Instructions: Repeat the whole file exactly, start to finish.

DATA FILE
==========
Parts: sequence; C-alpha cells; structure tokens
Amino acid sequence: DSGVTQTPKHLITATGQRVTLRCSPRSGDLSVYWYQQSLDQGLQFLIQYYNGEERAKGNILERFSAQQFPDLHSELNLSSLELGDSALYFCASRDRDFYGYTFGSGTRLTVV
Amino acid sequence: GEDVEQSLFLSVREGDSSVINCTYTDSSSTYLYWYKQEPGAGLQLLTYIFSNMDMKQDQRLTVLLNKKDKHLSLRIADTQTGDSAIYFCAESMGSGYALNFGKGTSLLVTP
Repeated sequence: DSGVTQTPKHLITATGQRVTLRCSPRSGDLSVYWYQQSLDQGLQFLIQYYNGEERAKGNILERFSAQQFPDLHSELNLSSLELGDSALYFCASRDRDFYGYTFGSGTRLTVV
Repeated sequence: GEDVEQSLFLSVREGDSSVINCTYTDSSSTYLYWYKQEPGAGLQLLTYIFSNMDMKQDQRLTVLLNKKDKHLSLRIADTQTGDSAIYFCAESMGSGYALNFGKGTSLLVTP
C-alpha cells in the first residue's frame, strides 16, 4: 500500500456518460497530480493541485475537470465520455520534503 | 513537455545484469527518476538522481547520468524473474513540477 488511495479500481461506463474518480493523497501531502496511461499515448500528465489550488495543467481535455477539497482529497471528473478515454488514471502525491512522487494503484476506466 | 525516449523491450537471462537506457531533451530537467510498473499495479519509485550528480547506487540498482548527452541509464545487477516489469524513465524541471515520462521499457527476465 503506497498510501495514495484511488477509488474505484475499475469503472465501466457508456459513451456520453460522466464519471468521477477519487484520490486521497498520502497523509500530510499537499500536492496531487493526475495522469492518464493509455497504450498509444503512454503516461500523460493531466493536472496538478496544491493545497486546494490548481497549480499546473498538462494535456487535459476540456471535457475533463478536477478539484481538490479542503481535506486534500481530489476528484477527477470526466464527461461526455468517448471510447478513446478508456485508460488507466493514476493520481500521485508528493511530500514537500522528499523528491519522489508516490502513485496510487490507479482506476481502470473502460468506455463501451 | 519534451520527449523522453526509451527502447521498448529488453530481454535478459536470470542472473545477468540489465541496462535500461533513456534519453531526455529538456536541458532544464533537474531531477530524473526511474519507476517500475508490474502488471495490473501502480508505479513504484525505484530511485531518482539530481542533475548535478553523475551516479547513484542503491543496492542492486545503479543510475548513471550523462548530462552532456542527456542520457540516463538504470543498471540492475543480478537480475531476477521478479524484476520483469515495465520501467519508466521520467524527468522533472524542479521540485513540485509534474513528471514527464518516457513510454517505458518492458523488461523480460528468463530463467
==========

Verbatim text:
Parts: sequence; C-alpha cells; structure tokens
Amino acid sequence: DSGVTQTPKHLITATGQRVTLRCSPRSGDLSVYWYQQSLDQGLQFLIQYYNGEERAKGNILERFSAQQFPDLHSELNLSSLELGDSALYFCASRDRDFYGYTFGSGTRLTVV
Amino acid sequence: GEDVEQSLFLSVREGDSSVINCTYTDSSSTYLYWYKQEPGAGLQLLTYIFSNMDMKQDQRLTVLLNKKDKHLSLRIADTQTGDSAIYFCAESMGSGYALNFGKGTSLLVTP
Repeated sequence: DSGVTQTPKHLITATGQRVTLRCSPRSGDLSVYWYQQSLDQGLQFLIQYYNGEERAKGNILERFSAQQFPDLHSELNLSSLELGDSALYFCASRDRDFYGYTFGSGTRLTVV
Repeated sequence: GEDVEQSLFLSVREGDSSVINCTYTDSSSTYLYWYKQEPGAGLQLLTYIFSNMDMKQDQRLTVLLNKKDKHLSLRIADTQTGDSAIYFCAESMGSGYALNFGKGTSLLVTP
C-alpha cells in the first residue's frame, strides 16, 4: 500500500456518460497530480493541485475537470465520455520534503 | 513537455545484469527518476538522481547520468524473474513540477 488511495479500481461506463474518480493523497501531502496511461499515448500528465489550488495543467481535455477539497482529497471528473478515454488514471502525491512522487494503484476506466 | 525516449523491450537471462537506457531533451530537467510498473499495479519509485550528480547506487540498482548527452541509464545487477516489469524513465524541471515520462521499457527476465 503506497498510501495514495484511488477509488474505484475499475469503472465501466457508456459513451456520453460522466464519471468521477477519487484520490486521497498520502497523509500530510499537499500536492496531487493526475495522469492518464493509455497504450498509444503512454503516461500523460493531466493536472496538478496544491493545497486546494490548481497549480499546473498538462494535456487535459476540456471535457475533463478536477478539484481538490479542503481535506486534500481530489476528484477527477470526466464527461461526455468517448471510447478513446478508456485508460488507466493514476493520481500521485508528493511530500514537500522528499523528491519522489508516490502513485496510487490507479482506476481502470473502460468506455463501451 | 519534451520527449523522453526509451527502447521498448529488453530481454535478459536470470542472473545477468540489465541496462535500461533513456534519453531526455529538456536541458532544464533537474531531477530524473526511474519507476517500475508490474502488471495490473501502480508505479513504484525505484530511485531518482539530481542533475548535478553523475551516479547513484542503491543496492542492486545503479543510475548513471550523462548530462552532456542527456542520457540516463538504470543498471540492475543480478537480475531476477521478479524484476520483469515495465520501467519508466521520467524527468522533472524542479521540485513540485509534474513528471514527464518516457513510454517505458518492458523488461523480460528468463530463467